The audio-chip specialist came into Thursday's earnings report on a strong tailwind. Share prices have jumped nearly 40% since the start of the year, mainly thanks to the company's own pre-announcement of superb sales.
When the full third-quarter report came in, the stage was set for feast or famine. I can't follow up a climb like that with mediocre earnings and then expect to keep the gains.
As it turns out, Cirrus deserved all that market love. The 28% year-over-year revenue jump to $122.4 million was matched with 26% stronger non-GAAP earnings at $0.43 per share.
Piece by piece
The crucial audio division actually improved sales by an even stronger 45%. And yes, it's pretty much all thanks to Apple
Not that Cirrus wouldn't like to broaden its smartphone appeal, mind you, but the iPhone is the only model that really matters to the audio specialist. "In order for one of our customers to get a lot of value out of those functions, they need to really be targeting differentiating on audio quality, making a premium audio product," explains CEO Jason Rhode. "To do that, you got to have a dock connector on your phone, and, frankly, there's really only one of those out there that matters, and it happens to be the one we're in."
So Cirrus is working on some new audio products that aim to make smartphones not named iPhone stand out from the crowd, but those design cycles are still in the early stages. Stay tuned as this story unfolds.
The next stage
The next Apple-less growth opportunity isn't a sound processor at all, but a power management module for LED lighting systems. That product is already in production with an order backlog in place, and should churn out as many as 10 million units in 2012 at $0.50 apiece. That's a faster start than the well-documented audio division saw, and the potential for dramatic acceleration is definitely there.
Remember that traditional light bulbs are being forced out of the American market (and many others) by government decrees demanding higher efficiency. While some of that business will go to fluorescent tubes, fresher alternatives stand ready to enter the market in a big way. Cirrus would build on the LED lighting wizardry of Cree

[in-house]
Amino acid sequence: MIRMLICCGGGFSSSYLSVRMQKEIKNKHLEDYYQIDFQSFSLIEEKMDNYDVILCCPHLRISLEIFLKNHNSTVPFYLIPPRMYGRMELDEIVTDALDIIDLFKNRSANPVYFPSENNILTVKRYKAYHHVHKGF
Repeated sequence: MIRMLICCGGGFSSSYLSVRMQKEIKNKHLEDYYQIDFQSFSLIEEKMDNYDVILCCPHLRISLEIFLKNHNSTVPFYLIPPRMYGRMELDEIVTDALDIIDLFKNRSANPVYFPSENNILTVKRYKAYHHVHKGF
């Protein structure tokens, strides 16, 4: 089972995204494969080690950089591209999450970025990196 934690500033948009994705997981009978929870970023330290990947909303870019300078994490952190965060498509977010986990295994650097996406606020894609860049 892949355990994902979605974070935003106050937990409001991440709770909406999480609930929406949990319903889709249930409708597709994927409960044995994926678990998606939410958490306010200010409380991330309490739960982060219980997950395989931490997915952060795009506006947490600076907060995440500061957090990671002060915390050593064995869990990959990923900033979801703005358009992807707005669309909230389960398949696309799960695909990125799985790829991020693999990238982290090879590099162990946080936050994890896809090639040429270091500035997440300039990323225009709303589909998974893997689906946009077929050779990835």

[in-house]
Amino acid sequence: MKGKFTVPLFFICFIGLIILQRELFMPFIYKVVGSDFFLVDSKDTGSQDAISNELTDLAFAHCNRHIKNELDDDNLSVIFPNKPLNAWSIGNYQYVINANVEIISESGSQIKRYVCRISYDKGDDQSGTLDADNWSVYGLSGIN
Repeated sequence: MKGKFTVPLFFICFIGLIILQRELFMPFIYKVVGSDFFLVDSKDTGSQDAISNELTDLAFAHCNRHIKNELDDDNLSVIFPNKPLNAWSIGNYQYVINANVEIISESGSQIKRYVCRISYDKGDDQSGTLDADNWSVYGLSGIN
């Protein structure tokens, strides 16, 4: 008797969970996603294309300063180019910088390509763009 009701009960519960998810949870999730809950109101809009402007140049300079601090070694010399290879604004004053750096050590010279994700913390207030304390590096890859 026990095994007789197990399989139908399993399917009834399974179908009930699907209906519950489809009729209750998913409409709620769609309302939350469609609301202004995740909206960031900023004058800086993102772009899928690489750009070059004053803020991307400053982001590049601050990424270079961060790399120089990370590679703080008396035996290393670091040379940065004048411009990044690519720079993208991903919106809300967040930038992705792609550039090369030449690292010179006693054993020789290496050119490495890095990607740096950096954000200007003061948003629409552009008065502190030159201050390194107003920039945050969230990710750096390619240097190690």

Most of these companies are vanishingly small segments of multinational giants, but Cree and Cirrus give us a more direct way to invest in the LED trend. You can get even more exotic with OLED lighting panels, which play a large part in my thesis for owning OLED expert Universal Display
Cirrus is setting itself up to ride that sea change as hard as it can. Meanwhile, the audio success provides a stable and growing operating base, even if it's tied to just one enormous customer. And Rhode expects a pretty smooth transition in that relay race: "Once LED starts to ramp, we wouldn't expect that to be in a kind of a one-time, lumpy fashion," he says. "LED lighting is more of a kind of design-in and razor blade, hopefully, model where people are ordering more and more as it goes on."
Sounds good to me. Cirrus is one of the best performers in my all-star CAPS portfolio so far, and I expect that stellar trajectory to continue for years to come. Cirrus is one of the three best smartphone plays on the market today, and then there's that lighting revolution as a big, juicy cherry on top. Get a free report on the massive opportunities for investors in the smartphone market right here. It won't be available forever -- hurry up and get yours before it's gone.
Fool contributor Anders Bylund owns shares of Universal Display but holds no other position in any of the companies mentioned. The Motley Fool owns shares of Apple and Cirrus Logic. Motley Fool newsletter services have recommended buying shares of Universal Display and Apple. Motley Fool newsletter services have recommended creating a bull call spread position in Apple. Try any of our Foolish newsletter services free for 30 days. We Fools may not all hold the same opinion, but we all believe that considering a diverse range of insights makes us better investors. Check out Anders' holdings and bio, or follow him on Twitter and Google+. We have a disclosure policy.